In October 2018, Mohammed Kuddus, the sole director of Royal Spice, a takeaway in Lancashire, was convicted of gross negligence manslaughter following the death of a customer, 15 year old Megan Lee. When placing their online order, Ms Lee’s friend included the words ‘nuts, prawns’ in the ‘notes’ section.

At the time, the order was received and processed by Harun Rashid, whom was also a defendant in the original case. He was not part of this appeal. Mr Kuddus, whom also worked at the restaurant, prepared part of the order but was not aware of the comments included at the time that it had been placed.

Ms Lee suffered a severe allergic reaction to peanut proteins contained in part of the order and she sadly died in hospital two days later.

Mr Kuddus appealed his conviction and it is that appeal which has now produced key guidance for those engaged in the food service industry. Summarised briefly, the points of interest are:-

  • There is a need for appropriate systems to be in place to recognise and manage risk. In this case, Mr Kuddus’ position as sole director meant that he had a duty to implement proper systems (so in this case, systems which would prevent food being served to someone that had declared a particular allergy)
  • It is not necessary to prove an obvious risk in relation a specific person- i.e. the actual victim. What needs to be shown is that the defendant’s breach of duty created an obvious and serious risk to a group of people (e.g. sufferers of nut allergies.)
  • There is a requirement that the so-called ‘reasonable person’ would have foreseen an obvious and serious risk of death;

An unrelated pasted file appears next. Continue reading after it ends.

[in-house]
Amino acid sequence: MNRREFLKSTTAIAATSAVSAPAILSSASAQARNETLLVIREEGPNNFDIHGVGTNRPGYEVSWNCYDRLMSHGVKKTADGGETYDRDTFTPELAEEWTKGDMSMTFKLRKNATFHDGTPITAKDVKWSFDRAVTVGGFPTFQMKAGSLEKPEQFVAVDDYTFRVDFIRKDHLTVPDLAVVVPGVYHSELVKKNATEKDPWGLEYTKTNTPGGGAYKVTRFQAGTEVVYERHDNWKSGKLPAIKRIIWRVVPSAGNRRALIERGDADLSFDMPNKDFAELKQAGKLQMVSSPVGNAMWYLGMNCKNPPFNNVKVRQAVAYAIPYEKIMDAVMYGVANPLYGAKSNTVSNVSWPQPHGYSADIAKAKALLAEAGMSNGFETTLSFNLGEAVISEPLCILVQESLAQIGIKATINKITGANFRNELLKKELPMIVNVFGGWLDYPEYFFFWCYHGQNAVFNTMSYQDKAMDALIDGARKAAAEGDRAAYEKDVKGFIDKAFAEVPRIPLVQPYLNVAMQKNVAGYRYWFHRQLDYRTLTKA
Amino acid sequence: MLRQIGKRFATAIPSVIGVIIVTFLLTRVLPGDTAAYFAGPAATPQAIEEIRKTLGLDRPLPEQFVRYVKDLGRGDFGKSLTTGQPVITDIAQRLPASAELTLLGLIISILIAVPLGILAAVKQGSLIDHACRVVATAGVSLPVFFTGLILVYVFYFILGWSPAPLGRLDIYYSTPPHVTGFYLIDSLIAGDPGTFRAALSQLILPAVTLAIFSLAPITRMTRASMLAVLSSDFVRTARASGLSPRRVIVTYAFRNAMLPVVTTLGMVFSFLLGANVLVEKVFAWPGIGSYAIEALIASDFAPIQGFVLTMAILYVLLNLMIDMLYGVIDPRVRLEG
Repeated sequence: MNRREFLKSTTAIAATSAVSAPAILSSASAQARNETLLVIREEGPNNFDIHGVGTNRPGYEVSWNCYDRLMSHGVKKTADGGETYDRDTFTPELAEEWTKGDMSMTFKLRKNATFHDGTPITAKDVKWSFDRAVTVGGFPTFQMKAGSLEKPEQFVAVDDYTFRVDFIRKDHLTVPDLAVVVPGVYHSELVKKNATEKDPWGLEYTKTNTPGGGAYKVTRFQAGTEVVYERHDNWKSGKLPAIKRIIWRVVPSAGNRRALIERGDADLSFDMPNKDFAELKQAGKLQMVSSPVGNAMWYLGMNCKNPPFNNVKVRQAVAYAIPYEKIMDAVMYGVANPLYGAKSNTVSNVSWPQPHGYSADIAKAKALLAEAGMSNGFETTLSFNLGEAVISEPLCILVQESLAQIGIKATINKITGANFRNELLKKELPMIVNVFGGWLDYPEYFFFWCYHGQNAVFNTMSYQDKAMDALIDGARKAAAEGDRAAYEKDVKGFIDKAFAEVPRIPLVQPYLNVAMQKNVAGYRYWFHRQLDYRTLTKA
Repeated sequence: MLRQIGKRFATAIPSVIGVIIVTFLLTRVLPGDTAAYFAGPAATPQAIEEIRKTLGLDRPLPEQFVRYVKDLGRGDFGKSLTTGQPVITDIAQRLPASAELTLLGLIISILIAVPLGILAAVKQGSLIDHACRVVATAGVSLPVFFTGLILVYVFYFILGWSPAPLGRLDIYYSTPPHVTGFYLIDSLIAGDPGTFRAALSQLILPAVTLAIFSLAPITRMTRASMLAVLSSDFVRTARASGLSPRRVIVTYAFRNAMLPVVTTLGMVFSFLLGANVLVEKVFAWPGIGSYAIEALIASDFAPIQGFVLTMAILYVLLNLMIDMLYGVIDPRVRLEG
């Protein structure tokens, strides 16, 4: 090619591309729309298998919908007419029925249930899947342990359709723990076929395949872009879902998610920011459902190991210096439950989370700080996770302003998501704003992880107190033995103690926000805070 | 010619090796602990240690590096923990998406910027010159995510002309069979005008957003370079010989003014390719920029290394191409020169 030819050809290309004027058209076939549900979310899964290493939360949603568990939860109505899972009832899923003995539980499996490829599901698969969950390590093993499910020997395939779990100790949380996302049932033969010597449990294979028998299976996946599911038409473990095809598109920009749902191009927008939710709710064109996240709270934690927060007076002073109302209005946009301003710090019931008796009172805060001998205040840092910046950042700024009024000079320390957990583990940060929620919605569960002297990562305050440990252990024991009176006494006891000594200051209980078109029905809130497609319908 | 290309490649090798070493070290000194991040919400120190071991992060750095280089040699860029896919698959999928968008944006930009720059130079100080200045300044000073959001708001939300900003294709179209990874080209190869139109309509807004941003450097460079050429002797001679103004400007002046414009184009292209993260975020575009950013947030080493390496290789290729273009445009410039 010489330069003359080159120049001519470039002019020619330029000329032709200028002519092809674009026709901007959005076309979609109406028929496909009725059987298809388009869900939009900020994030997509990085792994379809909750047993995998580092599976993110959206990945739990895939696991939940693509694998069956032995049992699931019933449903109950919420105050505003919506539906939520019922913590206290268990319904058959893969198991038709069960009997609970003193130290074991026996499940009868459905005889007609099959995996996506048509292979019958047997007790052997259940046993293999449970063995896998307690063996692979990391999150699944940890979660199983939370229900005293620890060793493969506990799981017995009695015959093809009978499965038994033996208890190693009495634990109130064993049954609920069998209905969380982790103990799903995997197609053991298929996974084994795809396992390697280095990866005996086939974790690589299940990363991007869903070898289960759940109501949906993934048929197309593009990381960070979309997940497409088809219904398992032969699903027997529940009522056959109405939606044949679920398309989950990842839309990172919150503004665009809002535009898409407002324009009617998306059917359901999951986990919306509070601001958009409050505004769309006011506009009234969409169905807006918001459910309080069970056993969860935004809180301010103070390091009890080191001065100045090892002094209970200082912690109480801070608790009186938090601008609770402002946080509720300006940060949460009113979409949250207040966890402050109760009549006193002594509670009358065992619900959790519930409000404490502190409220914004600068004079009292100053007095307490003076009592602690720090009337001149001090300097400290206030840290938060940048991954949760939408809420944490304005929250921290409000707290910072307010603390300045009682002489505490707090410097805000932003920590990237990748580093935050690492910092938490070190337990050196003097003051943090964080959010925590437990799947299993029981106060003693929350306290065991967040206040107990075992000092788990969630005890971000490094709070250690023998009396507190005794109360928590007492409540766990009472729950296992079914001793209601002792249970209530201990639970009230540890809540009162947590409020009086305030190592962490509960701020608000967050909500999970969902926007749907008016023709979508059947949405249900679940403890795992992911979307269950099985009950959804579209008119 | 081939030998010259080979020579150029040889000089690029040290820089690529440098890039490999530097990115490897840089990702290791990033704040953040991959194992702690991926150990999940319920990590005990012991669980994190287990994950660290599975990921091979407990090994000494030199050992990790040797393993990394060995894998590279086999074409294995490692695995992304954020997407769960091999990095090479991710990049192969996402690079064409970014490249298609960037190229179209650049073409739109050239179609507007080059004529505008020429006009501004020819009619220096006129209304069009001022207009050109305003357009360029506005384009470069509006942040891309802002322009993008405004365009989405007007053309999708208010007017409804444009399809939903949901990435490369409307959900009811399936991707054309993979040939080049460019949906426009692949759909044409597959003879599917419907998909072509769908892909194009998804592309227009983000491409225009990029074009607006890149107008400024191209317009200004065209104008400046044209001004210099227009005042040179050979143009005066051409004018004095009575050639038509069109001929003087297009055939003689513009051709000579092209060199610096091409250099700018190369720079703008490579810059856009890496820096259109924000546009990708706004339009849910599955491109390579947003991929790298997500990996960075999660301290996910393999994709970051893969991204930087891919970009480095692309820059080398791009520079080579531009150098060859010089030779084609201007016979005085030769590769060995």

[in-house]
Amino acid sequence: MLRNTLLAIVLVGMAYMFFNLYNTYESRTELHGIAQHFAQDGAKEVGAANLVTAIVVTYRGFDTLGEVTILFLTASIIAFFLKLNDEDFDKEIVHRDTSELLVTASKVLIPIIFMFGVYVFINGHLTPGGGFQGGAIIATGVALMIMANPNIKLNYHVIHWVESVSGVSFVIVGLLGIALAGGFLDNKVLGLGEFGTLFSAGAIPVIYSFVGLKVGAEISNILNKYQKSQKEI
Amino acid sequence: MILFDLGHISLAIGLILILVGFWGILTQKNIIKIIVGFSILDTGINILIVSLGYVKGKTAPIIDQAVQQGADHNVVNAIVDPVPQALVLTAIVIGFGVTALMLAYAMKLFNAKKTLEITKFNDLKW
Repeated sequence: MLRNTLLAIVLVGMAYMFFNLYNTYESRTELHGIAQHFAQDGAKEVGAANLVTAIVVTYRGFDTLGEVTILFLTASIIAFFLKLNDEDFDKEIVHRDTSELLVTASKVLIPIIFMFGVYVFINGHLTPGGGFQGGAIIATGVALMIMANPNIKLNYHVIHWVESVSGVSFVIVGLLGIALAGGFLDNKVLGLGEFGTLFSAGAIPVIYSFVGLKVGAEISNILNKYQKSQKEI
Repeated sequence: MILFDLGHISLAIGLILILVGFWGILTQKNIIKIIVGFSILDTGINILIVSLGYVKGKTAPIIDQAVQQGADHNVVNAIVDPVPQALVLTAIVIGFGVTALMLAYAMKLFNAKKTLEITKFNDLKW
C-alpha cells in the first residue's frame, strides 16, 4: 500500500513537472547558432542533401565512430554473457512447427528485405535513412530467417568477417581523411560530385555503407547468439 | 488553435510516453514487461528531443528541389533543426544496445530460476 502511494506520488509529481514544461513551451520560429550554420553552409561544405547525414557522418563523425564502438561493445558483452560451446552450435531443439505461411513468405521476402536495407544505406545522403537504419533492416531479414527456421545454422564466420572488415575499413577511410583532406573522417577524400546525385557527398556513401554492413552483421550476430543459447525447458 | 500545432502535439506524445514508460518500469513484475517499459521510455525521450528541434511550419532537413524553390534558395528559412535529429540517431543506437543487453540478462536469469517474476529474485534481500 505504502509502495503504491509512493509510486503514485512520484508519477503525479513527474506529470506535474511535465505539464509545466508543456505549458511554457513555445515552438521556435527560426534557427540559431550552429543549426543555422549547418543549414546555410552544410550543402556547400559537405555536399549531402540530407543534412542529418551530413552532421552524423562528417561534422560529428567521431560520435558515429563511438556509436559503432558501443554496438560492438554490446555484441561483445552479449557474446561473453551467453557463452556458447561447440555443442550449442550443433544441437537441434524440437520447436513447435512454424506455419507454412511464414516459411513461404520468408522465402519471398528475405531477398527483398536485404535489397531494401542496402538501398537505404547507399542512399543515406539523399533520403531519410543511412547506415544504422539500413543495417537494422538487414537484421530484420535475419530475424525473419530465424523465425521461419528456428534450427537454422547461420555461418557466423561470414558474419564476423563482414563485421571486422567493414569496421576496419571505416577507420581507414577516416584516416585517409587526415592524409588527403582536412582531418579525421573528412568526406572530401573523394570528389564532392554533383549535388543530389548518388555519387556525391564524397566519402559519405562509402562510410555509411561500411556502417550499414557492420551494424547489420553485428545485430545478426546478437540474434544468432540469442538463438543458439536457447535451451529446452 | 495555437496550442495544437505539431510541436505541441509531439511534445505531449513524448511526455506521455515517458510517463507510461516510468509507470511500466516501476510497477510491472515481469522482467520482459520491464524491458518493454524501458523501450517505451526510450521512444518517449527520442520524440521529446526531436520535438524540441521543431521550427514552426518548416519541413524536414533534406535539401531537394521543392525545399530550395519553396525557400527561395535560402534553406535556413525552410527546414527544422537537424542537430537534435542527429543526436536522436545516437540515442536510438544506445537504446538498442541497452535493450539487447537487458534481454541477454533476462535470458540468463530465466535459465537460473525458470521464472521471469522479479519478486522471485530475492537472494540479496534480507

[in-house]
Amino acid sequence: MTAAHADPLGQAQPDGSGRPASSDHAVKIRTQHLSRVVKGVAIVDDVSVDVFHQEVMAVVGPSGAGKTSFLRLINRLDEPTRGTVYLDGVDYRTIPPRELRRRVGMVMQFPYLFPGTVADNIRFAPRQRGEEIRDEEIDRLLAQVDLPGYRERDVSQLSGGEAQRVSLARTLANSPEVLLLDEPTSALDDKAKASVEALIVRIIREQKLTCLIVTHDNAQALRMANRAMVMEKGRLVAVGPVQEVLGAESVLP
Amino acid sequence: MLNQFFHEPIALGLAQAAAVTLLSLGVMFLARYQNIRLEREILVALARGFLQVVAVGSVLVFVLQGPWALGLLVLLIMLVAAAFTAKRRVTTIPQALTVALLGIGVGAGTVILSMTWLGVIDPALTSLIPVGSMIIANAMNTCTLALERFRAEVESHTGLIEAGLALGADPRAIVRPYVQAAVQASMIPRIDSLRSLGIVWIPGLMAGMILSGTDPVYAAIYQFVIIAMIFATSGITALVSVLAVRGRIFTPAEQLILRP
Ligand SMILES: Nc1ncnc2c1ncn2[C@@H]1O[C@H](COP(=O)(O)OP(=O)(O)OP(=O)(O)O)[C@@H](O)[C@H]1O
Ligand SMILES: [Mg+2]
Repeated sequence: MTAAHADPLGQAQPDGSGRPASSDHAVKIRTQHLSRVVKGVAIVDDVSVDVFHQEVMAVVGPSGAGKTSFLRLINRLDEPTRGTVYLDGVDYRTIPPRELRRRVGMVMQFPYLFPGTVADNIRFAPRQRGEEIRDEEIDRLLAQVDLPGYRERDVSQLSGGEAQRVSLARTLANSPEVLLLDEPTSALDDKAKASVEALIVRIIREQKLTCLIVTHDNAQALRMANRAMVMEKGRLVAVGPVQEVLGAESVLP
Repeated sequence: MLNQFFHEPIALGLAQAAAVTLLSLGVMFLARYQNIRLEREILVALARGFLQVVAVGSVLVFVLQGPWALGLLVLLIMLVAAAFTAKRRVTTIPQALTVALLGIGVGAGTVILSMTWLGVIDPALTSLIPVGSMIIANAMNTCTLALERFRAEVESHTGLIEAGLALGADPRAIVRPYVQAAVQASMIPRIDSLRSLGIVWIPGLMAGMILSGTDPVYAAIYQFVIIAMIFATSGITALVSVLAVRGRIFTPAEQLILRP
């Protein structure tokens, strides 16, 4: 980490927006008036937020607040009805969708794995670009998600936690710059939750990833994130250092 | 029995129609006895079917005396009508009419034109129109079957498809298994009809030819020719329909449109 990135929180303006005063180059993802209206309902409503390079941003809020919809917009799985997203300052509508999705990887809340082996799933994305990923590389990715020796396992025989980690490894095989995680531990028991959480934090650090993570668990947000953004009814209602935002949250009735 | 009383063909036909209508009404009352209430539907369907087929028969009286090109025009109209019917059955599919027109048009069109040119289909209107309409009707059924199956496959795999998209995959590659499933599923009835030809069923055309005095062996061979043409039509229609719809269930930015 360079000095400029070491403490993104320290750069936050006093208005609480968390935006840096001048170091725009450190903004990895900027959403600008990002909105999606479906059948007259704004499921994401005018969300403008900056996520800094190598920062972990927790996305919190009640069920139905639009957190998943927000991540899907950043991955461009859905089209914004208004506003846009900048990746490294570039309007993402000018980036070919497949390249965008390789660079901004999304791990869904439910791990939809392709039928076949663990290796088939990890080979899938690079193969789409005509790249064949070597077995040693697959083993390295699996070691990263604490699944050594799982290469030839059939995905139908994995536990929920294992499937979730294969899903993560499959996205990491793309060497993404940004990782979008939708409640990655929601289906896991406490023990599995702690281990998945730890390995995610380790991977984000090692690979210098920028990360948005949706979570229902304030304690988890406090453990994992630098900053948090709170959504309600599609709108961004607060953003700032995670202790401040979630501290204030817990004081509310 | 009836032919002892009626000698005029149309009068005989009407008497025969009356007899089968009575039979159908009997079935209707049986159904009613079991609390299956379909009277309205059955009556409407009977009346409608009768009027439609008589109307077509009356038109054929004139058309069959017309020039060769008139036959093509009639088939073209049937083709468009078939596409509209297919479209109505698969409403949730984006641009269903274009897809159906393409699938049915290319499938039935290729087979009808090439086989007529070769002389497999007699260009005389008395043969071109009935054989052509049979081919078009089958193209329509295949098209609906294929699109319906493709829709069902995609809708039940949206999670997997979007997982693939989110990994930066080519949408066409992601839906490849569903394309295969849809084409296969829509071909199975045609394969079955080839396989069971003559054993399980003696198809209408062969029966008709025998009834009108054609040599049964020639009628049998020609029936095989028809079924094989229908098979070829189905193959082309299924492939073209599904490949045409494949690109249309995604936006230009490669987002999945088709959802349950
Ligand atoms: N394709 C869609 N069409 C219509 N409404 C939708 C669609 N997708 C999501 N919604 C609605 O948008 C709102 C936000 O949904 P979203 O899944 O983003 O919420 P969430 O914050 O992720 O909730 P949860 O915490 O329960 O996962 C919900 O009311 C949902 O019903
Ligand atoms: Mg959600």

• Crucially, knowledge is important. In this case, the Court emphasised that Mr Kuddus knew nothing of the allergy that had been declared on the part of Ms Lee, and he had never been in possession of this i
    nformation at any stage.

Sir Brian Leveson stated within the judgment that ‘there is now a general awareness of the potential risks to those who suffer from allergies and, as a result, it should be understood that the courts will rigorously scrutinise the way in which restaurants discharge the duty of care that they owe to such customers.’

That comment, whilst not forming part of the main reasoning, is very interesting. The message is clear: though the re-examination of this case on appeal led to the conviction being quashed, there are high expectations of those operating in the food supply industry. Customer safety, with particular emphasis upon allergies, is a high profile topic.

Companies and individuals need to invest the time and resources necessary to understand their legal responsibilities, in order to meet the important duty owed to their customers and to avoid legal action.

If you or your company needs advice on compliance, please do not hesitate to contact the Regulatory team at Ison Harrison on 0113 284 5000.

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